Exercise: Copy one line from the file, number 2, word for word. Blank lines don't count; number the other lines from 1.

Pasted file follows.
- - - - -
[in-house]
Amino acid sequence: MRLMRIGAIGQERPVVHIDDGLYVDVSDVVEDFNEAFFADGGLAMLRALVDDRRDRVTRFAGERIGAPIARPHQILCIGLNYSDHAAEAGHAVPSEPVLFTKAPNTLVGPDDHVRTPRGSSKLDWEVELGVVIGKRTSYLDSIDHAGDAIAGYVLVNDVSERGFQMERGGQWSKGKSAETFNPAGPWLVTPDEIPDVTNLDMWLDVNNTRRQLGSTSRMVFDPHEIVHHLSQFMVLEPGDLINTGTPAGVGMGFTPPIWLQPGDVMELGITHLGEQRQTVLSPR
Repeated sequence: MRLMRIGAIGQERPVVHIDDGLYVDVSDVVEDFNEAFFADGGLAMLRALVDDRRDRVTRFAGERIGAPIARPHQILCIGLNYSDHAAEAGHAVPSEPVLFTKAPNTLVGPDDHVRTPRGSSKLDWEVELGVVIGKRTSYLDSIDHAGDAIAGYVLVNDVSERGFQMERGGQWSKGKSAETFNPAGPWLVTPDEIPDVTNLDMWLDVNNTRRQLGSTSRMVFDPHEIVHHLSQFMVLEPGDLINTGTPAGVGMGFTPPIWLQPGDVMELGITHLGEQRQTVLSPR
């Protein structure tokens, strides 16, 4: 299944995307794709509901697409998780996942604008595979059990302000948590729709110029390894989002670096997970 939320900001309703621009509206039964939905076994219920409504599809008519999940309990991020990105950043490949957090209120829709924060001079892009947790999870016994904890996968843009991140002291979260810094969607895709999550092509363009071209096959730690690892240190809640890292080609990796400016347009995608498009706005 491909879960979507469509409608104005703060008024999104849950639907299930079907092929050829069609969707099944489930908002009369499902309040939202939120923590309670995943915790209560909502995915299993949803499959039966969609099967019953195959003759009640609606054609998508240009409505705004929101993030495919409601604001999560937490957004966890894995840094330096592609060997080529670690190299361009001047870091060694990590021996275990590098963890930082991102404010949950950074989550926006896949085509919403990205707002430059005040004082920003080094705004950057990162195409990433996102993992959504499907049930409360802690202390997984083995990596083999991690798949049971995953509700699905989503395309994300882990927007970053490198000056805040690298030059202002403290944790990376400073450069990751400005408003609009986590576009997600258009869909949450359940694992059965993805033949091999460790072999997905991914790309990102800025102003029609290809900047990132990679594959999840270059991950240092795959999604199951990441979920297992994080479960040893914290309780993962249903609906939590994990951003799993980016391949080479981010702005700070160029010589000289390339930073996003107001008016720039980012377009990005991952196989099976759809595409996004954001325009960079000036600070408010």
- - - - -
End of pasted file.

Amino acid sequence: MRLMRIGAIGQERPVVHIDDGLYVDVSDVVEDFNEAFFADGGLAMLRALVDDRRDRVTRFAGERIGAPIARPHQILCIGLNYSDHAAEAGHAVPSEPVLFTKAPNTLVGPDDHVRTPRGSSKLDWEVELGVVIGKRTSYLDSIDHAGDAIAGYVLVNDVSERGFQMERGGQWSKGKSAETFNPAGPWLVTPDEIPDVTNLDMWLDVNNTRRQLGSTSRMVFDPHEIVHHLSQFMVLEPGDLINTGTPAGVGMGFTPPIWLQPGDVMELGITHLGEQRQTVLSPR